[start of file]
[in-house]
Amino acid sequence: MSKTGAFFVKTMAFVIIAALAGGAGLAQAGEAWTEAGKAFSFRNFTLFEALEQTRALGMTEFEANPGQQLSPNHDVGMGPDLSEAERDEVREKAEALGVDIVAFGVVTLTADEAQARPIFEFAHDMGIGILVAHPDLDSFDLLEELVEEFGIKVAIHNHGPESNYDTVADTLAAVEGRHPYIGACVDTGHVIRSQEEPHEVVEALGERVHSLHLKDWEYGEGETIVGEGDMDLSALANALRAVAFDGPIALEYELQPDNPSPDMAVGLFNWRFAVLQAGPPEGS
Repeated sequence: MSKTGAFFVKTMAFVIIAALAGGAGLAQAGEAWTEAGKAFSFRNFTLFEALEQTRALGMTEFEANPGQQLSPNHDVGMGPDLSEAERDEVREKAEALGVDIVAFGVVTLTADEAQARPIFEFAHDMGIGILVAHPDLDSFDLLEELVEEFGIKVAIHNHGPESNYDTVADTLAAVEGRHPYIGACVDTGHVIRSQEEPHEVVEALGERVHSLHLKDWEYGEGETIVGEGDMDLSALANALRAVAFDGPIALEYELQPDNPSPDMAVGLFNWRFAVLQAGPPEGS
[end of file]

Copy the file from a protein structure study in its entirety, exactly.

[in-house]
Amino acid sequence: MSKTGAFFVKTMAFVIIAALAGGAGLAQAGEAWTEAGKAFSFRNFTLFEALEQTRALGMTEFEANPGQQLSPNHDVGMGPDLSEAERDEVREKAEALGVDIVAFGVVTLTADEAQARPIFEFAHDMGIGILVAHPDLDSFDLLEELVEEFGIKVAIHNHGPESNYDTVADTLAAVEGRHPYIGACVDTGHVIRSQEEPHEVVEALGERVHSLHLKDWEYGEGETIVGEGDMDLSALANALRAVAFDGPIALEYELQPDNPSPDMAVGLFNWRFAVLQAGPPEGS
Repeated sequence: MSKTGAFFVKTMAFVIIAALAGGAGLAQAGEAWTEAGKAFSFRNFTLFEALEQTRALGMTEFEANPGQQLSPNHDVGMGPDLSEAERDEVREKAEALGVDIVAFGVVTLTADEAQARPIFEFAHDMGIGILVAHPDLDSFDLLEELVEEFGIKVAIHNHGPESNYDTVADTLAAVEGRHPYIGACVDTGHVIRSQEEPHEVVEALGERVHSLHLKDWEYGEGETIVGEGDMDLSALANALRAVAFDGPIALEYELQPDNPSPDMAVGLFNWRFAVLQAGPPEGS